Did you know? - Root beer is a carbonated, sweetened beverage, originally made using the root of a sassafras plant (or the bark of a sassafras tree) as the primary flavor. Root beer, popularized in North America, comes in two forms: alcoholic and soft drink. The historical root beer was analogous to small beer, in that the process provided a drink with a very low alcohol content.
In spite of roots being used as the source of many soft drinks in many countries throughout the world (and even alcoholic beverages/beers), the name root beer is rarely used outside the United States, Canada, United Kingdom, Philippines and Australia.
In Australia, it is most often called sarsaparilla. Most other countries have their own indigenous versions of root-based beverages and small beers but with different names
A high class tavern...
Sue reminds John to behave
Rack 'em up!
Did you know? - Pool, also known as pocket billiards, is the general term for a family of cue sports played on a pool table with six receptacles called pockets along the rails, into which balls are deposited as the main goal of play.
Did you know? - Outside the cue sports industry, the sport is almost exclusively referred to as "pool", due to perhaps an association with the "poolrooms" where gamblers "pooled" their money to bet remotely ("off-track") on horse races. Because these venues often provided billiard tables, the term "pool" became synonymous with billiards. Though the original "pool" game was played on a pocketless carom billiards table, the name stuck to pocket billiards as it gained in popularity. Though the traditional view of billiards as a refined and noble pastime did not blend well with the low-class connotations of gambling, the billiards industry's attempts to distance itself from the term "pool" beginning in the late 19th century were largely unsuccessful.
Billiards Saloon 1850
Life can proceed, we have lip gloss! Bunnaford remembers when the product came out!
Did you know? - Lip gloss is a product used primarily to give lips a mildly glossy lustre and sometimes subtle color. It is distributed as a liquid or a soft solid (not to be confused with lip balm, which generally has medicinal purposes). It can be completely clear, translucent, or various shades of opacity, including frosted, glittered, glassy, and metallic finishes.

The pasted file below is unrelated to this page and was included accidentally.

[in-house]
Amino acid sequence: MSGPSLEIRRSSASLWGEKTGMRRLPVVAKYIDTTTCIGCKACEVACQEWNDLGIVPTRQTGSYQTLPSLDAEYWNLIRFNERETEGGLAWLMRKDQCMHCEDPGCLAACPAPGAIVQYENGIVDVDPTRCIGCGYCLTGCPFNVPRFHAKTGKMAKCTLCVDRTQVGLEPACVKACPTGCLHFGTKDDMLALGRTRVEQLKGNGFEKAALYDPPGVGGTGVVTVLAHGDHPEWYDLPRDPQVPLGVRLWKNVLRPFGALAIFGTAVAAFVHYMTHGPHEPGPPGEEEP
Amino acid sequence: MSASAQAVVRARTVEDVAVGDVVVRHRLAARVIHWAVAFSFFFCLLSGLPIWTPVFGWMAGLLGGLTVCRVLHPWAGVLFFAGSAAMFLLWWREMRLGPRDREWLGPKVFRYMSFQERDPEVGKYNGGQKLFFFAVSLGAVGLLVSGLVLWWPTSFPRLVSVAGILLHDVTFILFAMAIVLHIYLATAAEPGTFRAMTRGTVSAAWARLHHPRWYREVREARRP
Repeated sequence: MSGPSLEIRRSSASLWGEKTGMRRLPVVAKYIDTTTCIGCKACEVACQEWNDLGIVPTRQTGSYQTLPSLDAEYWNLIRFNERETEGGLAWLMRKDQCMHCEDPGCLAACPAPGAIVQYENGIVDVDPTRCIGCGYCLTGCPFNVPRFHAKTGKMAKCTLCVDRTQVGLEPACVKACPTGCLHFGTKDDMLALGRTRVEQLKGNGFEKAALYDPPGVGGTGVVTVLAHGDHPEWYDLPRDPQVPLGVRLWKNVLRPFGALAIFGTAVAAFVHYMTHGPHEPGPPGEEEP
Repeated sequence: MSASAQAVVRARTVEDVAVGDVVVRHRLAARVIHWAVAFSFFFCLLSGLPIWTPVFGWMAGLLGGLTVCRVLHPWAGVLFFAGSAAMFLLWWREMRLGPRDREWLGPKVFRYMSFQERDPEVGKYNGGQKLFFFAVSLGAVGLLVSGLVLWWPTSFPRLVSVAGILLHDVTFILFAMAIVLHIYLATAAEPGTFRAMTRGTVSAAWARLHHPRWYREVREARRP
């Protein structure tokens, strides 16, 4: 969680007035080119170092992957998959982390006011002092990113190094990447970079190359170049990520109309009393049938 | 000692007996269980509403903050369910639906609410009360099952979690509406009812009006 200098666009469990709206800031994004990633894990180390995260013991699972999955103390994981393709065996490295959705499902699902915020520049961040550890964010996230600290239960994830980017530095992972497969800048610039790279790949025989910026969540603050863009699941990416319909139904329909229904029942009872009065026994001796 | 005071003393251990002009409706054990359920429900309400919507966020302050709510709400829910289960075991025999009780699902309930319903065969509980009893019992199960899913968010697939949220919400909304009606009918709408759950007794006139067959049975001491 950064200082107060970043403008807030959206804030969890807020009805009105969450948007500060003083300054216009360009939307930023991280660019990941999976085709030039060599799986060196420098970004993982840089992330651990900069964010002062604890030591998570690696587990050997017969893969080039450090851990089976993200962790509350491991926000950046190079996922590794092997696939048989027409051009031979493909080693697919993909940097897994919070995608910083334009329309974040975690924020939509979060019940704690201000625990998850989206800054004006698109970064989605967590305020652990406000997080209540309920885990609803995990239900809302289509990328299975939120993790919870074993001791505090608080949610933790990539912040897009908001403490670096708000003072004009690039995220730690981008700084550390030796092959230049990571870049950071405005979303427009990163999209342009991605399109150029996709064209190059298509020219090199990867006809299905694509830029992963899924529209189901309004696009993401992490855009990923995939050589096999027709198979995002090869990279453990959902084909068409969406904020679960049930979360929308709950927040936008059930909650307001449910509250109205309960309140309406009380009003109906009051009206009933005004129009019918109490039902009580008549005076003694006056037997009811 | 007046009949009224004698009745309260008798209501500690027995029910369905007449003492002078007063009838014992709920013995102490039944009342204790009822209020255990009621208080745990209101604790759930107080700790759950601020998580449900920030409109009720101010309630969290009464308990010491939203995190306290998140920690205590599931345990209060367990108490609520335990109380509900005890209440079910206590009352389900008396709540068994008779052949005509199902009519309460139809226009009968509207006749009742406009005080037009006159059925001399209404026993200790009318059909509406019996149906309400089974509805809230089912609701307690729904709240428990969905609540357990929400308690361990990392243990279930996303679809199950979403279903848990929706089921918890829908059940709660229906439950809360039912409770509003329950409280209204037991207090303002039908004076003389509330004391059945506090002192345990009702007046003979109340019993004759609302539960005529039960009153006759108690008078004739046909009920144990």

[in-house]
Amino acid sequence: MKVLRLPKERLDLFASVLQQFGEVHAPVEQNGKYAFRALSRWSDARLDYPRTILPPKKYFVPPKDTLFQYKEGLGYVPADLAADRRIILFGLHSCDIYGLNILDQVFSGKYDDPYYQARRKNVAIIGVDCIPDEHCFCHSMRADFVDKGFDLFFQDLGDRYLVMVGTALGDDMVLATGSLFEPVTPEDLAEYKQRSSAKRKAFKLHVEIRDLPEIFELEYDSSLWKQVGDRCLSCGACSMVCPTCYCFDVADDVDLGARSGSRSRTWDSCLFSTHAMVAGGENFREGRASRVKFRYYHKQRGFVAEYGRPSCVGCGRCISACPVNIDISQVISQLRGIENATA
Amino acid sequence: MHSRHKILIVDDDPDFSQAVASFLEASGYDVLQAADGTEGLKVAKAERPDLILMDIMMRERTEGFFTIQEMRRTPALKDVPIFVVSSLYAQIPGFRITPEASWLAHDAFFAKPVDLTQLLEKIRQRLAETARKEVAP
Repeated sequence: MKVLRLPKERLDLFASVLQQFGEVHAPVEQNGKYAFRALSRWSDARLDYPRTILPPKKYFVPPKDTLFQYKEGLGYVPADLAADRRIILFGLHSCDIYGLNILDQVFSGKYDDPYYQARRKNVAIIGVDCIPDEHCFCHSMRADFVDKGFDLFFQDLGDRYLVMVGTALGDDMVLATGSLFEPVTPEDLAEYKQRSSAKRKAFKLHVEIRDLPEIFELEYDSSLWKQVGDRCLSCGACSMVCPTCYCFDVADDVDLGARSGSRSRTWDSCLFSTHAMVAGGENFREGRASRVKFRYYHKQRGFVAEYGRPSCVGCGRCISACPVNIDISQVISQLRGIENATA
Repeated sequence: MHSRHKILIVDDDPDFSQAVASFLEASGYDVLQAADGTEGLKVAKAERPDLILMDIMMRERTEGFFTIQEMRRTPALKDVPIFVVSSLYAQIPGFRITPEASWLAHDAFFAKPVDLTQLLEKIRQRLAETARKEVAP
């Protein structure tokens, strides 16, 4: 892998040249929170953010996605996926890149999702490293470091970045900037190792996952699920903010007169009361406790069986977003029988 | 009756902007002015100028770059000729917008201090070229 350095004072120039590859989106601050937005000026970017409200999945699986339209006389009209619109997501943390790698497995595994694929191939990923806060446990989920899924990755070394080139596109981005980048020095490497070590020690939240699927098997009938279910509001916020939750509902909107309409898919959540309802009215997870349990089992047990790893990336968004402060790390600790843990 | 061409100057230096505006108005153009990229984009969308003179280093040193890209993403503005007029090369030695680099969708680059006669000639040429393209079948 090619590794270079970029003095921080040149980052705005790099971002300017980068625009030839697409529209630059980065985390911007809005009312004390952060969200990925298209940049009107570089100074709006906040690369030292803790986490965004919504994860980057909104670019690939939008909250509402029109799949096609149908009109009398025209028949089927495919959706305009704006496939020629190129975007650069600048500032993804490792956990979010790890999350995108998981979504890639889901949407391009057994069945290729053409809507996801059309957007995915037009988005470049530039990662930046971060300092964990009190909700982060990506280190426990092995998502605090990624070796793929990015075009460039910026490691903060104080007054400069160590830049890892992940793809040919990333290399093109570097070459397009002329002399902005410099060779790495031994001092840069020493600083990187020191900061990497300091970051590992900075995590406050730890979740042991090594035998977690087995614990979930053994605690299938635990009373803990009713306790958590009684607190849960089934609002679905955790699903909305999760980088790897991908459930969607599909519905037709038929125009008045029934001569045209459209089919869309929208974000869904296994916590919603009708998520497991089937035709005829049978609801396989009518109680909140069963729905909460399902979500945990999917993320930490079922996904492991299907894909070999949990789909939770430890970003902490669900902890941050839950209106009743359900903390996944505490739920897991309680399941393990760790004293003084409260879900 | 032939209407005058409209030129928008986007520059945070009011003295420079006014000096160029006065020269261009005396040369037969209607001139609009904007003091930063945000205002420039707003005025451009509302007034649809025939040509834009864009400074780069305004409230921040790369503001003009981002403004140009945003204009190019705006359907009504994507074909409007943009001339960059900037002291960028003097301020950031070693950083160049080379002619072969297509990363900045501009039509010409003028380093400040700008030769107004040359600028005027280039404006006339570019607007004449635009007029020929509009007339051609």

The first commercially available lip gloss was Max Factor's X-Rated, launched in 1932. The original formula was sold up until 2003, when Procter and Gamble retired the product.
Pool que in the back pocket? Huh??
"Yes, this is a blush kit... I mix white and red together!"
"... and further more..."
Things look bad, the glasses are empty
This table looks empty
He is mean when hungry!
Be nice to Ernie!
James escapes the noise!
What is this man doing??
Classy lady... Fingernails match her drink!
Did you know? - The Egyptians used reddish-brown stains derived from henna to color their nails and fingertips. They also took the color from their own blood. Egyptians used nail color to signify social order, with shades of red at the top. Queen Nefertiti, the wife of the king Akhenaton, colored her finger and toe nails ruby red; Cleopatra favored crimson. Women of lower rank who colored their nails were permitted only pale hues.
The Chinese used a colored lacquer, made from gum Arabic, egg whites, gelatin and beeswax. They used mashed rose, orchid and impatiens petals combined with alum. This mixture applied to nails for a few hours, leaves a color ranging from pink to red. In the Chou Dynasty of 600 B.C., Chinese royalty used gold and silver to enhance their nails. A fifteenth-century Ming manuscript cites red and black as the colors chosen by royalty for centuries previous.
The Incas decorated their fingernails with pictures of eagles. It is unclear how the practice of coloring nails progressed following these beginnings. Portraits from the 17th and 18th centuries include shiny nails.
Bob seems to always get Robin tickled!
Mom! Dad! You are embarrassing me!
Food finally arrives
"Was that table that bad???"